Adonit Jot Pro and Jot Mini Review

One of the drawbacks of the capacitive screens we find on so many new devices is that a traditional stylus will not work. There are styli that work on these new screens but I haven’t found many that work well. Here are two of the offerings from Adonit – The Pro and Mini.

Most styli use a conductive rubber material to trick capacitive screens into thinking its your finger. They are generally pretty bad.  The only way to describe them is they are like you stuck your finger on the end of a pencil.  Some glide on the screen ok, but most have a little bit of resistance, and the tips cover where you are drawing.  Accuracy is generally poor as well.

The key feature on Adonit Jot series styli is a clear conductive disk instead of the traditional rubber tip. It is mounted on a ball that lets the disk rotate any way you turn it, and you can lean it up to a 45 degree angle. I have found that this is more than adequate for most types of drawings, and excellent for writing notes.

The tip glides, and feels much like an actual pen when you draw or write with it.  Since it is clear, you can see where you are drawing, too.  This is a huge advantage over the other styli with black rubber tips.  I have also been impressed with how accurate it is.  After using it for just a short period of time, you will be able to lay down virtual ink exactly where I want to.  Adonit also has a SDK for software developers to use their code that makes their stylus work even better.  Many apps, including my favorite drawing app, Procreate, use this in their apps.

I have two versions in Adonit’s line up.  The Pro is almost the length of a regular pen, and a little bit bigger around than your normal pens.  It has a rubber grip area and comes in four colors – red, blue, gray, and silver. I actually bought the pro to get the gray color as you can’t get silver or gray until you spring for the higher price pro version. It has a cap on the end that keeps the tip protected when you aren’t using it, and the cap will screw to the other end of the pen so you don’t lose it when you are using it. There are magnets in it that keep it from rolling off your ipad screen, but that’s all they do. They are not secure enough for a method of transport. I have noticed Adonit has updated this version with a spring loaded tip to simulate the feel of an actual ball point pen and quiet down taps. I will put one of these on my Christmas list.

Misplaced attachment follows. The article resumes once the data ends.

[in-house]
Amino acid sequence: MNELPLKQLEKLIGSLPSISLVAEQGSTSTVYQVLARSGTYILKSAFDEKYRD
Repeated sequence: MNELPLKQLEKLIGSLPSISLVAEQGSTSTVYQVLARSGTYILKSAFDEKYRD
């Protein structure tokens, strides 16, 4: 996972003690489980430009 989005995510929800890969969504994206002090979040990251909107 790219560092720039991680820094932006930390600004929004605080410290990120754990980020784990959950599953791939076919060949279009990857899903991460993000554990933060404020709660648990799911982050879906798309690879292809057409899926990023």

The Mini is much smaller.  Its just barely long enough to where you can hold it like a regular pen, and its about the same size around as a regular bic pen.  It also has a protective cap that screws on either end.  The disk is a fraction smaller than the pro, but I have not noticed a difference in performance. The mini comes in four colors as well, but only fruity ones. The mini also has a cut out on the end that supposed to be used to clip it to something, but I have not found it very useful.  The clip just does not work that well and when you clip it on things it won’t really lay down flat.

I have been very happy with both of these units, but I have encountered a few problems with them over time.  After lots of use,  the disks will get loose. Since these styli work by connecting you to the screen,  the solid connection is lost and the performance suffers.  You can put a bandaid on it like this, but it is only temporary. Adonit sells new disks, but at $6 bucks a pop, plus shipping, it can be expensive to replace. There is also not a model with a decent clip on it.  I got the mini because it appears to have a clip, but I didn’t find it very practical in most situations. The mini will fit in quite nicely in your pocket though. I also lost the cap to my pro, but that is no fault of Adonit.  It’s another $8 to replace it.  :(

All in all, this is by far the best stylus I have used. Yes, the disk wearing out, the clip not working that well, and the cost of replacement parts are a bummer. The performance however, is still worth the cost. Its the difference between finger painting and drawing with a fine pen. Finding a proper drawing utensil for capacitive screens can leave you with a fuzzy dilemma, but the Jots from Adonit are clearly the best.

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